A Safe Place For Mistakes

Listen to the podcast of this post by clicking on the player below, and you can also subscribe on AppleSpotify, or Audible. 

Josh had just graduated from high school when I came to pastor in Cedar Springs. As I sat with this outstanding young man I asked him what he wanted to do next. 

“I’m not exactly sure,” he told me, “but I really feel like it’s something involved with ministry.” 

“Great!” I responded. “Let’s start experimenting.” 

I told Josh that our church was going to be a safe place to experiment: to plan new things, to try new things, to prayerfully evaluate the results, and then to use those results to plan new things. Josh jumped in right away, and over a short period of time we were eventually able to ascertain just how God had wired Josh for his niche of ministry. 

But this would have never happened without some missteps along the way. 

That’s okay. 

Leaders need to create an environment where it’s safe to make mistakes, because mistakes are a vital component of learning. 

My wife is a 3rd Grade teacher. A bulletin board in her classroom lovingly tells her students, “Our classroom is a safe place to make mistakes,” and then she gives them the keys to their successful learning. 

Leaders can help those around them grow through their mistakes by constantly reinforcing these six principles: 

  1. When someone complains, “This is too hard,” remind them, “This may take some time and effort.” 
  2. When someone says, “I’m not good at this,” prompt them to ask, “What am I missing?” and then encourage them to add, “I’m not good at this yet.” 
  3. When someone wants to settle with, “It’s good enough,” challenge them to ask themselves, “Have I given this my best effort?” 
  4. When someone wants to throw in the towel by saying, “I made a mistake,” remind them, “I failed is not the same thing as I am a failure,” and then remind them, “Mistakes help me learn.” 
  5. When someone is exasperated and says, “I give up,” come alongside them with, “Let’s try a strategy we’ve already learned.” 
  6. When someone says, “I can’t do this,” you need to lovingly encourage them with, “You can do this!” 

These responses will help foster an abundance-mindset environment where people aren’t defeated by their mistakes, but they’re energized to reengage and try again. As the brilliant inventor Thomas Edison quipped, “I’ve had a lot of success with failure.” 

Leaders, let’s make our spaces the safest places for the mistakes that lead to discovery, growth, and success.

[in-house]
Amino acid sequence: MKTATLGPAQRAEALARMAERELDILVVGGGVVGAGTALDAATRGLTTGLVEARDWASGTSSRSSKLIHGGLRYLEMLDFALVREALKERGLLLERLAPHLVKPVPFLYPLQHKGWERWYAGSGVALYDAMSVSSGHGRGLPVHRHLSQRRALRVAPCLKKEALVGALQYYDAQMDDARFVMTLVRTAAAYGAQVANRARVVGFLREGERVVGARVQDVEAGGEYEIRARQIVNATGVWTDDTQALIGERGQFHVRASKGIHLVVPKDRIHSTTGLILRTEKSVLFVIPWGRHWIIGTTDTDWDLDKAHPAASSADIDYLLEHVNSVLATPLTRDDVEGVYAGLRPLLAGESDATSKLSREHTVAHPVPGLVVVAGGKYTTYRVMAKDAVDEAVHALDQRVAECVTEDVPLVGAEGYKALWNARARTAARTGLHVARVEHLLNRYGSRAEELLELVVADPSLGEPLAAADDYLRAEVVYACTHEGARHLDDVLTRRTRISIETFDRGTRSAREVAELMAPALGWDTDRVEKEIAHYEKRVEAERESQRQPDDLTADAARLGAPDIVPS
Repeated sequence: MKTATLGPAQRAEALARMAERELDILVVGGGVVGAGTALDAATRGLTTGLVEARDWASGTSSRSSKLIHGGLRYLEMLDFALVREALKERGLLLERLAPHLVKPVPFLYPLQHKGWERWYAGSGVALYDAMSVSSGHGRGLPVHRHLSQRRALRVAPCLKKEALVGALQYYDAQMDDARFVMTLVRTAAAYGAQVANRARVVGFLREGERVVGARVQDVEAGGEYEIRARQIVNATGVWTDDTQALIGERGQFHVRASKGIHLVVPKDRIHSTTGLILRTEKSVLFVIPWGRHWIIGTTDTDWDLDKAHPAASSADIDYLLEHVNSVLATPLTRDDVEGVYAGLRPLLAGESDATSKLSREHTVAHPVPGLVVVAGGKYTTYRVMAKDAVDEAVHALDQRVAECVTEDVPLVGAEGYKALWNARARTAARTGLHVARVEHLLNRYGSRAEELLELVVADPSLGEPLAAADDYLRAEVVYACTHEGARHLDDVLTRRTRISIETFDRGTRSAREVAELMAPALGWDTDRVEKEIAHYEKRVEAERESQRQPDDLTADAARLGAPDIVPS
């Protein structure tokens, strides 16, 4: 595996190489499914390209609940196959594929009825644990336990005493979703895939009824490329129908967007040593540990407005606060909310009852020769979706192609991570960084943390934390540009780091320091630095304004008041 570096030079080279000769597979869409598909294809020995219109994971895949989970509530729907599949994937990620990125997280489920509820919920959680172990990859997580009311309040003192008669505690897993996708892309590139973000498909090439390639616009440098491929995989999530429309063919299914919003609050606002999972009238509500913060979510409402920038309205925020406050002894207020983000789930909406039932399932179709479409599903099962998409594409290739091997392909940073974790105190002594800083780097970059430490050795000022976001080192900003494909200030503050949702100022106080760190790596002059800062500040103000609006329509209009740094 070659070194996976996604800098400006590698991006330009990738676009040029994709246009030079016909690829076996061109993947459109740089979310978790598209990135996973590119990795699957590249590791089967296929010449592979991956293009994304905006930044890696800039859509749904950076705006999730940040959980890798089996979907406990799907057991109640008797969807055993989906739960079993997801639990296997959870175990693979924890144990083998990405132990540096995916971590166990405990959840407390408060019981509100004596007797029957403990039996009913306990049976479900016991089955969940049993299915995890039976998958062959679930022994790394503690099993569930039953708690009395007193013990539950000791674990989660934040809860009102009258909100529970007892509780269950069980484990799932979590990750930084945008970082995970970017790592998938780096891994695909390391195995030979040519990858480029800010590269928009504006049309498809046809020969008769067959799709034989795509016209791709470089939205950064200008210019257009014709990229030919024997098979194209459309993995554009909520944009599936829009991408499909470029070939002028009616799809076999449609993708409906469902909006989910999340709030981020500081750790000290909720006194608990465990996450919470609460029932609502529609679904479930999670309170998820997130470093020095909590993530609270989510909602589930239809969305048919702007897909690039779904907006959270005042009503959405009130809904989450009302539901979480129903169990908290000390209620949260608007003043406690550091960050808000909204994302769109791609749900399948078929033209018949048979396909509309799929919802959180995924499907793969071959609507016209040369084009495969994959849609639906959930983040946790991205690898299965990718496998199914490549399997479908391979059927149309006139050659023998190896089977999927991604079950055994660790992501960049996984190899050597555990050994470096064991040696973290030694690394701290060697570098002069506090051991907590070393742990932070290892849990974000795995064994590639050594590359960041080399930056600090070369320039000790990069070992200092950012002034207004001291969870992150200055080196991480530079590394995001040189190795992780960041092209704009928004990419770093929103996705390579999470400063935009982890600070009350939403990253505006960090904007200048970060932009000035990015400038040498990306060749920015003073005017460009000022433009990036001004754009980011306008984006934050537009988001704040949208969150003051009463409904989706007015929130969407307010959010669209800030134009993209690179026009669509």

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Podcast: Leaders Pay Their Dues

On this episode of “The Craig And Greg Show” we talk about: 

  • I open with a fabulous quote from Greg
  • continuing to pay your dues increases your leadership influence  
  • if leaders begin to coast, they lose momentum and credibility
  • integrity is key
  • we pay more attention to our physical health as we get older, but why do we think we can pay less attention to our leadership health as we mature?
  • coasting means you are either plateaued or beginning to go downhill
  • leaders need to be very intentional about the dues they pay
  • it is easier to pay your dues when you have an abundance mindset 
  • leaders need to guard against an entitlement attitude 
  • we want to help you grow—instead of trying to figure it out all on your own, check out our coaching huddles

Check out this episode and subscribe on YouTube so you can watch all of the upcoming episodes. You can also listen to our podcast on Spotify and Apple.

Podcast: What’s New, Leadercat?

On this episode of “The Craig And Greg Show” we talk about: 

  • the challenge for leaders when things are changing
  • too many leaders get comfortable with the status quo 
  • leaders need to adopt a growth mindset
  • what if we changed “what’s the worst that could happen?” to “what’s the best that could happen?”
  • I reference John Maxwell’s helpful book Sometimes You Win—Sometimes You Learn  
  • Greg cautions that either we address change or we avoid change, but if we avoid changing, our group may move on without us
  • just because we are changing doesn’t mean we are growing
  • Greg offers counsel on what leaders need to evaluate when considering changes
  • “unhealthy leaders change things to gain more control; healthy leaders change things to help the whole team get better,” Greg says
  • we don’t grow in areas of comfort: we learn most of our lessons moving forward, but we learn very few lessons sitting still
  • good leaders reassure other leaders to make thoughtful changes
  • the right way for leaders to partner with their team to effect positive changes

Check out this episode and subscribe on YouTube so you can watch all of the upcoming episodes. You can also listen to our podcast on Spotify and Apple.

What’s Your Excuse?

It’s so easy to make excuses, isn’t it?

  • I wasn’t feeling well
  • I don’t have enough training
  • The sun was in my eye
  • The other guy was supposed to….
  • I don’t have the right tools
  • If only….
  • I can’t because….

John Maxwell has started a new teaching series where he presents a one-minute lesson on one word every day. Today’s lesson was on excuses. Watch the clip here.

Here are some other quotes on excuses:

“Ninety-nine percent of failures come from people who have the habit of making excuses.” —George Washington Carver

“There’s a difference between interest and commitment. When you are interested in doing something, you do it only when it is convenient. When you are committed to something, you accept no excuses only results.” —Kenneth Blanchard

“Obstacles are not excuses for failure, they are opportunities for growth.” —Craig T. Owens

“People who are good at making excuses are seldom good at anything else.” —Benjamin Franklin

Let’s stop making excuses and start taking responsibility! 

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